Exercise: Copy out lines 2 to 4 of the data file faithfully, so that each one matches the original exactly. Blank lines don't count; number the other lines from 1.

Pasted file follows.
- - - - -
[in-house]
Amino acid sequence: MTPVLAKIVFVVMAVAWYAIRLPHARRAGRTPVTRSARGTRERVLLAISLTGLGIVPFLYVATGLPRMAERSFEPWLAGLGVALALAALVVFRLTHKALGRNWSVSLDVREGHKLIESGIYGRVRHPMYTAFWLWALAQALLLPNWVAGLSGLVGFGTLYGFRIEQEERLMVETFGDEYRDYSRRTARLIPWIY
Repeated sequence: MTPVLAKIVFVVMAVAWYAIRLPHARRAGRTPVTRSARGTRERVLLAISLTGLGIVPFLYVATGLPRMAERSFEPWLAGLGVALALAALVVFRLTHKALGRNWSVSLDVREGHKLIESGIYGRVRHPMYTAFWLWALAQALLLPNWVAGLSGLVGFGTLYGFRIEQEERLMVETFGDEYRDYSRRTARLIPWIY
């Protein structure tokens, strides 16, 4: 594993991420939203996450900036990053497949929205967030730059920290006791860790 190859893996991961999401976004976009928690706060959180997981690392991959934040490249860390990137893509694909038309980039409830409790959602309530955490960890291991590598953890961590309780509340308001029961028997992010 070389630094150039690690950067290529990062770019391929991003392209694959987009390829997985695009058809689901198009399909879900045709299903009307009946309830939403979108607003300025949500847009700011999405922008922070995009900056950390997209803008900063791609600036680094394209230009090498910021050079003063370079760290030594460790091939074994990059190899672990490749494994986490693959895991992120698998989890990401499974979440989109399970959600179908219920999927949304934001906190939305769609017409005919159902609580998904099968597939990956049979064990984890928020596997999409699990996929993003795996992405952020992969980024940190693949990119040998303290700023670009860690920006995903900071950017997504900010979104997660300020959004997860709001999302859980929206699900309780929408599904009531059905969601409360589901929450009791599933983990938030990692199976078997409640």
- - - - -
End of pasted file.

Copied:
Amino acid sequence: MTPVLAKIVFVVMAVAWYAIRLPHARRAGRTPVTRSARGTRERVLLAISLTGLGIVPFLYVATGLPRMAERSFEPWLAGLGVALALAALVVFRLTHKALGRNWSVSLDVREGHKLIESGIYGRVRHPMYTAFWLWALAQALLLPNWVAGLSGLVGFGTLYGFRIEQEERLMVETFGDEYRDYSRRTARLIPWIY
Repeated sequence: MTPVLAKIVFVVMAVAWYAIRLPHARRAGRTPVTRSARGTRERVLLAISLTGLGIVPFLYVATGLPRMAERSFEPWLAGLGVALALAALVVFRLTHKALGRNWSVSLDVREGHKLIESGIYGRVRHPMYTAFWLWALAQALLLPNWVAGLSGLVGFGTLYGFRIEQEERLMVETFGDEYRDYSRRTARLIPWIY
């Protein structure tokens, strides 16, 4: 594993991420939203996450900036990053497949929205967030730059920290006791860790 190859893996991961999401976004976009928690706060959180997981690392991959934040490249860390990137893509694909038309980039409830409790959602309530955490960890291991590598953890961590309780509340308001029961028997992010 070389630094150039690690950067290529990062770019391929991003392209694959987009390829997985695009058809689901198009399909879900045709299903009307009946309830939403979108607003300025949500847009700011999405922008922070995009900056950390997209803008900063791609600036680094394209230009090498910021050079003063370079760290030594460790091939074994990059190899672990490749494994986490693959895991992120698998989890990401499974979440989109399970959600179908219920999927949304934001906190939305769609017409005919159902609580998904099968597939990956049979064990984890928020596997999409699990996929993003795996992405952020992969980024940190693949990119040998303290700023670009860690920006995903900071950017997504900010979104997660300020959004997860709001999302859980929206699900309780929408599904009531059905969601409360589901929450009791599933983990938030990692199976078997409640």